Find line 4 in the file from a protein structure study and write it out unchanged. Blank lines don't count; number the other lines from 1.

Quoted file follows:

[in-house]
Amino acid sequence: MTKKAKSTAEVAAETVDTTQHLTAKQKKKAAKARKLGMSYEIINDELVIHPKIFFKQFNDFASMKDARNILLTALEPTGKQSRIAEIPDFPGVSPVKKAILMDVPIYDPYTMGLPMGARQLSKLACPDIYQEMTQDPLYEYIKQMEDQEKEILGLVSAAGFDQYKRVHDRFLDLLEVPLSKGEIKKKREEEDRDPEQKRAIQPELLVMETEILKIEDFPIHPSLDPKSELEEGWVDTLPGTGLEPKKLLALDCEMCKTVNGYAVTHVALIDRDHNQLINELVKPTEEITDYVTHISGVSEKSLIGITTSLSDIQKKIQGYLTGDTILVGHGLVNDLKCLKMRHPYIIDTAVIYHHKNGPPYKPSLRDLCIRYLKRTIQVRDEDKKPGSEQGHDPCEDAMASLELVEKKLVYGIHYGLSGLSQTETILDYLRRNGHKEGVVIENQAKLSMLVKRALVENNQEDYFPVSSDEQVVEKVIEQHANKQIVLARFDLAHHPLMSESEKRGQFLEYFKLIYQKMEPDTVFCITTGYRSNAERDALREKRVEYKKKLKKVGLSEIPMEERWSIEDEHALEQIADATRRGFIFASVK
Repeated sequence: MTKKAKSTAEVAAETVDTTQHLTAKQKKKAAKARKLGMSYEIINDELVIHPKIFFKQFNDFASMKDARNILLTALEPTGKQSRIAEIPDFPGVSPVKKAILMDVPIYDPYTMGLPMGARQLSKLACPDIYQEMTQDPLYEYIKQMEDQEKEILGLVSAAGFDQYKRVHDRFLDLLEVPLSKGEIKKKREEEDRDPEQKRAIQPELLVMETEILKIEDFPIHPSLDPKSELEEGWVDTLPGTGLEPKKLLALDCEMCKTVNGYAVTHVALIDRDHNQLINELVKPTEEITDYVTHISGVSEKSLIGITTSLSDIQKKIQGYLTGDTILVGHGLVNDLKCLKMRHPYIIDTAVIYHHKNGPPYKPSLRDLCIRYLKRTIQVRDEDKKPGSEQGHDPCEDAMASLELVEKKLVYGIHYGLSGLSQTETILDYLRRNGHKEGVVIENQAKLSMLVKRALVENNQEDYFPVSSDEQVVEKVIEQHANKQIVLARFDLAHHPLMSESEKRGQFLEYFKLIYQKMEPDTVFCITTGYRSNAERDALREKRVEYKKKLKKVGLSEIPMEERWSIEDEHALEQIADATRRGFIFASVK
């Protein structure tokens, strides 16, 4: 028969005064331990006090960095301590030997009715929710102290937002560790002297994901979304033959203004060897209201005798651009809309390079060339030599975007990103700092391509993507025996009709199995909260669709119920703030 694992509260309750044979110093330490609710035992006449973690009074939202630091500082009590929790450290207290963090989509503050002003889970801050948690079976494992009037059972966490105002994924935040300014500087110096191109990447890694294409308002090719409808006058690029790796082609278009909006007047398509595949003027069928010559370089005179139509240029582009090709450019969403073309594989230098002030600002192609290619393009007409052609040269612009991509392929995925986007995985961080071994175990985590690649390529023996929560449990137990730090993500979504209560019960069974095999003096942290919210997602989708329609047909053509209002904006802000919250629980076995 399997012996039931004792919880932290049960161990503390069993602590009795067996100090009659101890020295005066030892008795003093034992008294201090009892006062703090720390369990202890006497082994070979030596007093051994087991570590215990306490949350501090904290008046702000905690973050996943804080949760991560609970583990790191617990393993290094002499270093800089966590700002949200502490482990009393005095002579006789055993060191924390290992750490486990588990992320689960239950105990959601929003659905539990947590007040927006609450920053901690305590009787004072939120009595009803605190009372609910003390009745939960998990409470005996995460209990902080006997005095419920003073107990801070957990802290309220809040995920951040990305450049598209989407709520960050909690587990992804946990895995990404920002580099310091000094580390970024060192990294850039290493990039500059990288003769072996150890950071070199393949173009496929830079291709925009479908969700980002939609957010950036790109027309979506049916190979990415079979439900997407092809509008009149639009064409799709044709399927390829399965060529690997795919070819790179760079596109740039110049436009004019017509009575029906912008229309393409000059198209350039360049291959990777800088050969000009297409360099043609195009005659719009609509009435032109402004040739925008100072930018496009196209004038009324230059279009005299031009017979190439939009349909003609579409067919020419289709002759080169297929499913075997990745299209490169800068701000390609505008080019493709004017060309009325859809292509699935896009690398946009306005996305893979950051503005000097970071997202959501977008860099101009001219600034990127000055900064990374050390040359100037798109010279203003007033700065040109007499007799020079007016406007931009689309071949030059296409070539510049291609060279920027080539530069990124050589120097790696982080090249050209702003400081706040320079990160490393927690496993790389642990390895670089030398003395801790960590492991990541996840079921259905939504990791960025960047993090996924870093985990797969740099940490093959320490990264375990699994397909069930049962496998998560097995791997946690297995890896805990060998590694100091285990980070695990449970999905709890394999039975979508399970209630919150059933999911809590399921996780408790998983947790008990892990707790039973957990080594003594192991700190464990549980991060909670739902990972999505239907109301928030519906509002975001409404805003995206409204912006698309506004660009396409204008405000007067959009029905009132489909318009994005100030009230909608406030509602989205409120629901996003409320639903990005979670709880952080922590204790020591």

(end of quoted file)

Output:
């Protein structure tokens, strides 16, 4: 028969005064331990006090960095301590030997009715929710102290937002560790002297994901979304033959203004060897209201005798651009809309390079060339030599975007990103700092391509993507025996009709199995909260669709119920703030 694992509260309750044979110093330490609710035992006449973690009074939202630091500082009590929790450290207290963090989509503050002003889970801050948690079976494992009037059972966490105002994924935040300014500087110096191109990447890694294409308002090719409808006058690029790796082609278009909006007047398509595949003027069928010559370089005179139509240029582009090709450019969403073309594989230098002030600002192609290619393009007409052609040269612009991509392929995925986007995985961080071994175990985590690649390529023996929560449990137990730090993500979504209560019960069974095999003096942290919210997602989708329609047909053509209002904006802000919250629980076995 399997012996039931004792919880932290049960161990503390069993602590009795067996100090009659101890020295005066030892008795003093034992008294201090009892006062703090720390369990202890006497082994070979030596007093051994087991570590215990306490949350501090904290008046702000905690973050996943804080949760991560609970583990790191617990393993290094002499270093800089966590700002949200502490482990009393005095002579006789055993060191924390290992750490486990588990992320689960239950105990959601929003659905539990947590007040927006609450920053901690305590009787004072939120009595009803605190009372609910003390009745939960998990409470005996995460209990902080006997005095419920003073107990801070957990802290309220809040995920951040990305450049598209989407709520960050909690587990992804946990895995990404920002580099310091000094580390970024060192990294850039290493990039500059990288003769072996150890950071070199393949173009496929830079291709925009479908969700980002939609957010950036790109027309979506049916190979990415079979439900997407092809509008009149639009064409799709044709399927390829399965060529690997795919070819790179760079596109740039110049436009004019017509009575029906912008229309393409000059198209350039360049291959990777800088050969000009297409360099043609195009005659719009609509009435032109402004040739925008100072930018496009196209004038009324230059279009005299031009017979190439939009349909003609579409067919020419289709002759080169297929499913075997990745299209490169800068701000390609505008080019493709004017060309009325859809292509699935896009690398946009306005996305893979950051503005000097970071997202959501977008860099101009001219600034990127000055900064990374050390040359100037798109010279203003007033700065040109007499007799020079007016406007931009689309071949030059296409070539510049291609060279920027080539530069990124050589120097790696982080090249050209702003400081706040320079990160490393927690496993790389642990390895670089030398003395801790960590492991990541996840079921259905939504990791960025960047993090996924870093985990797969740099940490093959320490990264375990699994397909069930049962496998998560097995791997946690297995890896805990060998590694100091285990980070695990449970999905709890394999039975979508399970209630919150059933999911809590399921996780408790998983947790008990892990707790039973957990080594003594192991700190464990549980991060909670739902990972999505239907109301928030519906509002975001409404805003995206409204912006698309506004660009396409204008405000007067959009029905009132489909318009994005100030009230909608406030509602989205409120629901996003409320639903990005979670709880952080922590204790020591």